See discussion of applicable substantive law, infra .
See footnote 3.
The answers of plaintiffs to interrogatories dealing with the types and identification of plumbing fixtures they own and many other answers given by them are equally inadequate. The Court will not deal with them further in detail. As has been indicated above, the bulk of the answers are identical in every respect, despite the factual differences which would be expected in a group of plaintiffs purporting to advance claims representative of a national class of homeowners and with evident varying degrees of access to some of the information sought. Nor will the Court deal in detail with plaintiffs' argument that defendants could or should get the essential information necessary in the case from reports of the United States Bureau of the Census or of other government agencies. The Court rejects such a contention raised at this state of the proceedings after the prior Orders of the Court without further discussion. Similarly, plaintiffs' bare assertions that much of the information sought is irrelevant at the present time and that Set No. 2 is merely a means of harassment, particularly coming after plaintiffs' express agreement to furnish full and complete answers to both Sets, are unpersuasive. Accord, Bourgeois v. El Paso Natural Gas Co., 20 F.R.D. 358 (S.D.N.Y.1957).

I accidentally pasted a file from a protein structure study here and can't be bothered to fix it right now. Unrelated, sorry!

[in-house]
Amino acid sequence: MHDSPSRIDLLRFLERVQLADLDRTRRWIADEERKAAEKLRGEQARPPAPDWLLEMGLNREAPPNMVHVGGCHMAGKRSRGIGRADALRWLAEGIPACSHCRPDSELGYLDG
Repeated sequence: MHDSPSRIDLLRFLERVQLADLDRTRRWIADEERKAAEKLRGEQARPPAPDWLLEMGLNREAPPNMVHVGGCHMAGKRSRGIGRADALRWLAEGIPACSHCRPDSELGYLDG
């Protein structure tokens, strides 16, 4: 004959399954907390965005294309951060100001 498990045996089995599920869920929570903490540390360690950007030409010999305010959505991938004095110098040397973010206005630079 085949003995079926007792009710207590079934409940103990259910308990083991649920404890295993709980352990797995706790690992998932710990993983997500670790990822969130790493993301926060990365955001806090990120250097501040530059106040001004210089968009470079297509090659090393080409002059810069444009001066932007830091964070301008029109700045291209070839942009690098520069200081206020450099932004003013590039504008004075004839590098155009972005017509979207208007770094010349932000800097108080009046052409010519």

For example, a number of the plaintiffs in the present action are builders themselves and as such are plaintiffs in a home builders action also among the cases consolidated before this Court (Civil Action 69-181). But the same ‘ Part II’ included in these answers is included in their responses in those cases.
Any questions regarding the propriety of defendants' interrogatories were resolved by the Stipulation and Protective Order of April 18, 1969 and the Order of September 23, 1969.
Rule 37(a) Fed.R.Civ.P. provides in part:
‘ (a) Refusal to Answer . If a party or other deponent refuses to answer any question propounded upon oral examination, the examination shall be completed on other matters or adjourned, as the proponent of the question may prefer. Thereafter, on reasonable notice to all persons affected thereby, he may apply to the court in the district where the deposition is taken for an order compelling an answer. Upon the refusal of a deponent to answer any interrogatory submitted under Rule 31 or upon the refusal of a party to answer any interrogatory submitted under Rule 33, the proponent of the question may on like notice make like application for such an order. * * *’
In the instant case, plaintiffs expressly agreed to the entry of an Order directing them to answer by a specified extended date and authorizing defendants to file motions to dismiss in the event of noncompliance.
Rule 37(b), which sets forth the sanctions for failure to comply with such an Order provides in Part: